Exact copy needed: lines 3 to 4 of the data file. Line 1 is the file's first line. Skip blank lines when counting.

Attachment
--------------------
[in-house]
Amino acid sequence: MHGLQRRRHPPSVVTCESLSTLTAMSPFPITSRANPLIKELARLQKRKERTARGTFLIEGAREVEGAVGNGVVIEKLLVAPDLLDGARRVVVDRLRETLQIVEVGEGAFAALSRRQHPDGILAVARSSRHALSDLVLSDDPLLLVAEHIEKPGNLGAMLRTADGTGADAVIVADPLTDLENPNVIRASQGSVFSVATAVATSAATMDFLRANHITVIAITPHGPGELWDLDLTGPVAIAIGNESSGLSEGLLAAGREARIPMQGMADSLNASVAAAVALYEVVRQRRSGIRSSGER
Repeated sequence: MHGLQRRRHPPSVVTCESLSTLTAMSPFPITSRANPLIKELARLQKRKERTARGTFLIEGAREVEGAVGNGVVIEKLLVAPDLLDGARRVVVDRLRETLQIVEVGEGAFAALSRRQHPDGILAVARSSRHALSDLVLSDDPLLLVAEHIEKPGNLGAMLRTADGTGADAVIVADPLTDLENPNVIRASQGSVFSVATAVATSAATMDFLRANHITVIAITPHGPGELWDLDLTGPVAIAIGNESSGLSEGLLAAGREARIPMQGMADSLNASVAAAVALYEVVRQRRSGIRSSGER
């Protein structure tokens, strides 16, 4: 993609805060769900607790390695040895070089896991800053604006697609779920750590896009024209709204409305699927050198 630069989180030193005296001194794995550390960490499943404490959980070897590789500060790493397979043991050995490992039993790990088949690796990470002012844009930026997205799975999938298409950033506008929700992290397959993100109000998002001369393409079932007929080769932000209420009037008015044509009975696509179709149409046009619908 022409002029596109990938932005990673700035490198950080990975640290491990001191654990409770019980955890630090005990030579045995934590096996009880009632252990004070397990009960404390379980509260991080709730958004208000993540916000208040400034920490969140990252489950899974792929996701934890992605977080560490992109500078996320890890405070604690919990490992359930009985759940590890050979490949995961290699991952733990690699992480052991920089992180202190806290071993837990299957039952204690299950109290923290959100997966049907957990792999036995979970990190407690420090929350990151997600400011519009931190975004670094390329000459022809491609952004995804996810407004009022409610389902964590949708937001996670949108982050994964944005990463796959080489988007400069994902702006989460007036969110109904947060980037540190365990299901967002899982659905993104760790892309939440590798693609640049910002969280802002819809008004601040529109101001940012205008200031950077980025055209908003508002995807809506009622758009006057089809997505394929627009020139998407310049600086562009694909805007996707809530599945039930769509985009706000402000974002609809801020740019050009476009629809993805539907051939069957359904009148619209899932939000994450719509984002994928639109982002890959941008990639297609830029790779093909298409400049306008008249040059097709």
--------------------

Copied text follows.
Repeated sequence: MHGLQRRRHPPSVVTCESLSTLTAMSPFPITSRANPLIKELARLQKRKERTARGTFLIEGAREVEGAVGNGVVIEKLLVAPDLLDGARRVVVDRLRETLQIVEVGEGAFAALSRRQHPDGILAVARSSRHALSDLVLSDDPLLLVAEHIEKPGNLGAMLRTADGTGADAVIVADPLTDLENPNVIRASQGSVFSVATAVATSAATMDFLRANHITVIAITPHGPGELWDLDLTGPVAIAIGNESSGLSEGLLAAGREARIPMQGMADSLNASVAAAVALYEVVRQRRSGIRSSGER
């Protein structure tokens, strides 16, 4: 993609805060769900607790390695040895070089896991800053604006697609779920750590896009024209709204409305699927050198 630069989180030193005296001194794995550390960490499943404490959980070897590789500060790493397979043991050995490992039993790990088949690796990470002012844009930026997205799975999938298409950033506008929700992290397959993100109000998002001369393409079932007929080769932000209420009037008015044509009975696509179709149409046009619908 022409002029596109990938932005990673700035490198950080990975640290491990001191654990409770019980955890630090005990030579045995934590096996009880009632252990004070397990009960404390379980509260991080709730958004208000993540916000208040400034920490969140990252489950899974792929996701934890992605977080560490992109500078996320890890405070604690919990490992359930009985759940590890050979490949995961290699991952733990690699992480052991920089992180202190806290071993837990299957039952204690299950109290923290959100997966049907957990792999036995979970990190407690420090929350990151997600400011519009931190975004670094390329000459022809491609952004995804996810407004009022409610389902964590949708937001996670949108982050994964944005990463796959080489988007400069994902702006989460007036969110109904947060980037540190365990299901967002899982659905993104760790892309939440590798693609640049910002969280802002819809008004601040529109101001940012205008200031950077980025055209908003508002995807809506009622758009006057089809997505394929627009020139998407310049600086562009694909805007996707809530599945039930769509985009706000402000974002609809801020740019050009476009629809993805539907051939069957359904009148619209899932939000994450719509984002994928639109982002890959941008990639297609830029790779093909298409400049306008008249040059097709």